I am no stranger to fear. Having suffered from depression and anxiety disorder, I learned long ago to live with fear coursing through my blood. I have a mind, like that of many creative people, that won't seem to quit. Through therapy, I've trained myself to shut down the damaging thoughts that often run through my head.
They range from existential (I can actually die right now and I will cease to exist. How is that possible? The universe is endless but my life is not. How can there be no end to collective existence?) to situational (If I die when my children are in camp, they will be devastated. I see them weeping at my funeral. Who will talk at my funeral? Will they say that I was a strong person?)
There is another fear, however, that I have never discussed in my years of therapy. It is a fear that only my closest family members know about. It is a fear I can laugh about but also one that can make my heart race faster than any thoughts of death. I have a phobia of mold.
For as long as I can remember, the sight of white, fuzzy growth on an old peach or lemon can send me to the edge. I am a pretty even-tempered person, one who does not fly into rages very often. The handful of times that I came in contact with a moldy piece of fruit in the refrigerator I screamed so loudly and fiercely and jumped so quickly away from the object that my pets reacted as if there was an intruder in the house.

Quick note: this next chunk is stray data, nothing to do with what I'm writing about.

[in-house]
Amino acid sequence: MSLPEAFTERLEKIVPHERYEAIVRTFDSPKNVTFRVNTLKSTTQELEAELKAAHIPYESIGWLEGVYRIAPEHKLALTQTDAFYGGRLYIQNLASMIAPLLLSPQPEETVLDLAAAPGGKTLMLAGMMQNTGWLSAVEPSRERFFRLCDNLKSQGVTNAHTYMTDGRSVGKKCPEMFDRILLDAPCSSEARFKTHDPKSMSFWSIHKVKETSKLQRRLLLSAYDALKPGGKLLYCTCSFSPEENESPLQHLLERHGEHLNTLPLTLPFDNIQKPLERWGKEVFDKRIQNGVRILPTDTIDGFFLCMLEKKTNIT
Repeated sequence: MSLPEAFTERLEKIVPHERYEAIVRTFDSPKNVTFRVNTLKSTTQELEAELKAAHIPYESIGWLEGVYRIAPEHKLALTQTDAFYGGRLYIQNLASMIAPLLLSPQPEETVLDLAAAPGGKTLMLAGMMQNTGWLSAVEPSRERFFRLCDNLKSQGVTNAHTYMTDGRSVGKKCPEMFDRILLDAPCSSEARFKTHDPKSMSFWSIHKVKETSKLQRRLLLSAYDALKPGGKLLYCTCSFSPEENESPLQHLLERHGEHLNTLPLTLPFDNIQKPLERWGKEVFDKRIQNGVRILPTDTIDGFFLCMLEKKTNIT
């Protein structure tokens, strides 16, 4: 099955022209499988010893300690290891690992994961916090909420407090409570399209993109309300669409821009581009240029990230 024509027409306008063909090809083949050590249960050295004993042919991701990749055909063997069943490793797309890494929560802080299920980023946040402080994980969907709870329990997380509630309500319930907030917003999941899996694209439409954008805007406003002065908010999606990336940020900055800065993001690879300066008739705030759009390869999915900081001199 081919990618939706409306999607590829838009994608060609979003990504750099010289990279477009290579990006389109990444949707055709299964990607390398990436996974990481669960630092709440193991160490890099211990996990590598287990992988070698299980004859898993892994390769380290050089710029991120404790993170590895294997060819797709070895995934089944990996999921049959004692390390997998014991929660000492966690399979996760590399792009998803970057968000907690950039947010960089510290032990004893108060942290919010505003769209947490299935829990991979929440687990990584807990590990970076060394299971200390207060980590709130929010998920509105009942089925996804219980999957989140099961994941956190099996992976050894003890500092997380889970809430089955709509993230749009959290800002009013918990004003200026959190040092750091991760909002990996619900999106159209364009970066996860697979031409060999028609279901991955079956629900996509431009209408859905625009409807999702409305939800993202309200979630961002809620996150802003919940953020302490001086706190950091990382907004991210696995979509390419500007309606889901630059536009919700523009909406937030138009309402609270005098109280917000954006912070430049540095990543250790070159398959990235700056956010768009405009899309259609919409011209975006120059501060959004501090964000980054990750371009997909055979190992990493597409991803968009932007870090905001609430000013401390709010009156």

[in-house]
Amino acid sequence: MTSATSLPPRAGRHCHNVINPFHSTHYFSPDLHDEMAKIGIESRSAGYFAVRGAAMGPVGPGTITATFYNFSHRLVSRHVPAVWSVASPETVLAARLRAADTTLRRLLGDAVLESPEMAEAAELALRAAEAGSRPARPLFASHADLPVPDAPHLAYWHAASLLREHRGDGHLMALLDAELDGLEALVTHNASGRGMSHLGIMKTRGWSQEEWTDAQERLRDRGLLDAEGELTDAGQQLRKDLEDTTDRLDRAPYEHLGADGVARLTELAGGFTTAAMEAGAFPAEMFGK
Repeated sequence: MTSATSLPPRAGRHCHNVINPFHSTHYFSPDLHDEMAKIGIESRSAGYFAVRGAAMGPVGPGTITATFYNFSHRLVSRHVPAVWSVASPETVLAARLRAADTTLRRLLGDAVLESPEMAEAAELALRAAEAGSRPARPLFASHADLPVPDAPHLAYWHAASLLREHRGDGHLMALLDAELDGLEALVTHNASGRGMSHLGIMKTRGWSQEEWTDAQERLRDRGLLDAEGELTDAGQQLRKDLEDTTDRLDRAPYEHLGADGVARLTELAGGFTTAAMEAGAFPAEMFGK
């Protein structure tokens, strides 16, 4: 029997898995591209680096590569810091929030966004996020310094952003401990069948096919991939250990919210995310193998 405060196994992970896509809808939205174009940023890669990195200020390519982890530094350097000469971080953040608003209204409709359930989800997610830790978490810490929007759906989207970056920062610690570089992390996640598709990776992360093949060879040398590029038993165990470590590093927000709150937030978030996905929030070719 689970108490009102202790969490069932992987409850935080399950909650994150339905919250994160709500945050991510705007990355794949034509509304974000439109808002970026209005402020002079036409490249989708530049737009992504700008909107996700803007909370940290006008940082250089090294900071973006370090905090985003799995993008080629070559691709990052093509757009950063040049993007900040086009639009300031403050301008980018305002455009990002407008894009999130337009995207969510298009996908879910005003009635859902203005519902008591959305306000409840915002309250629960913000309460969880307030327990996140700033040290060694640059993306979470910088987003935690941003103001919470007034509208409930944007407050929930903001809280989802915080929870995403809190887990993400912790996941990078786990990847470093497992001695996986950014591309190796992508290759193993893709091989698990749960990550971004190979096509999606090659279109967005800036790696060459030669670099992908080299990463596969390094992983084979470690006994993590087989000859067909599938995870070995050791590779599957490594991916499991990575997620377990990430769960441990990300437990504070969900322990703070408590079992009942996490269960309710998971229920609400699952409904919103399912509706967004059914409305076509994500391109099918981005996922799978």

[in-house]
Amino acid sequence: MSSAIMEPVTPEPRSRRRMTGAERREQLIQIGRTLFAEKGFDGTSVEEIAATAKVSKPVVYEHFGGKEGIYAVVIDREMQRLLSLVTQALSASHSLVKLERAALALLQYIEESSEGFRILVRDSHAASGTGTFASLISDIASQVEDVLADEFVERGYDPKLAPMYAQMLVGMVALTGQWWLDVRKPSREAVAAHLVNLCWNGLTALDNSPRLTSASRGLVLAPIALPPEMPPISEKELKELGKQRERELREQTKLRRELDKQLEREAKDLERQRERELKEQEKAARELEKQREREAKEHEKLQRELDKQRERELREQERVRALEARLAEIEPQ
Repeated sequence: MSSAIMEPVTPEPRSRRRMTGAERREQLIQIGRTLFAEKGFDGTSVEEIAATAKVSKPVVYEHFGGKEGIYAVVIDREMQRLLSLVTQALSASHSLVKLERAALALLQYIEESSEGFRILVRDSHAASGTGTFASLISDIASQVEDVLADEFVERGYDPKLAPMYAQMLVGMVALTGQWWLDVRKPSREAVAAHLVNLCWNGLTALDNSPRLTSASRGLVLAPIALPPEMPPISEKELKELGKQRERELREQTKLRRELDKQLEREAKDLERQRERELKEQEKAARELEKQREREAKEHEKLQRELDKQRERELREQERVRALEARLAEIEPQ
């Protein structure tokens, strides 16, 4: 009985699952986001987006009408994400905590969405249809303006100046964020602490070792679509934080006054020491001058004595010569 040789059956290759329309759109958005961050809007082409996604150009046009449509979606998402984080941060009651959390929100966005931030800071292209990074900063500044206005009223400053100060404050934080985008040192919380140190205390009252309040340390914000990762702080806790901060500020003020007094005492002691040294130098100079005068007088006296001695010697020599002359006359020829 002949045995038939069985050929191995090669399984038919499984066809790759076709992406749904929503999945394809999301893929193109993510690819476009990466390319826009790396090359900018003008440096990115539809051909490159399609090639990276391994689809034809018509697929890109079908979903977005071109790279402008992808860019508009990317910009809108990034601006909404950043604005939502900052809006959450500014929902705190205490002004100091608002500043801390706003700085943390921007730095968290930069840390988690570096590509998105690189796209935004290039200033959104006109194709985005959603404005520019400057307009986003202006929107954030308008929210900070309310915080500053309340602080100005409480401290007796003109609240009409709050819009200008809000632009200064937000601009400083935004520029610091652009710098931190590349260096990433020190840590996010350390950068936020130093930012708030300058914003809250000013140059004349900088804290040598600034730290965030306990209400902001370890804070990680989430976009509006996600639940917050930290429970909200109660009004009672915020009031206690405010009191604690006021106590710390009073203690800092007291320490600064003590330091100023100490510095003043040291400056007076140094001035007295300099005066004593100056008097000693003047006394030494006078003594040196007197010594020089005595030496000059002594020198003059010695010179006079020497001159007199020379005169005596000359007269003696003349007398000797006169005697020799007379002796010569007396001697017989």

I have attempted to psychoanalyze my fear. It may stem from a day in 1975 when I was 6 years old. My great-grandmother had just died of cancer. My mother was on the phone with my grandmother. She wouldn't tell me any of the details that I asked for. I remember hearing the word "growth."
Or it might be born from a need to keep things the same. My beloved father, the funniest and most giving person I knew, changed into someone else after he had his 2 drinks at night. He was still the same daddy to me--nice and loving and thoughtful--but something was changed in him. There was an unfamiliar sloppiness to his smile and jokes. When things stay in their original form I am more comfortable. This makes sense when thinking about another ridiculous fear of mine: shrivelled up balloons.
Regardless of the root, my fear of mold is real. I let my husband and siblings poke fun at me, but deep down my fear remains this nagging mystery to me. I've made some progress: when there are moldy foods in the fridge, I am now able to pick them up with a paper towel. During the entire 10 second walk over to the garbage, though, I can hear my heartbeat loudly in my ears.
Will my life suddenly change for the better if I can get to the bottom of my fear and overcome it? I'm not sure. It may be so deeply settled into my psyche that my best bet is to keep a very clean refrigerator.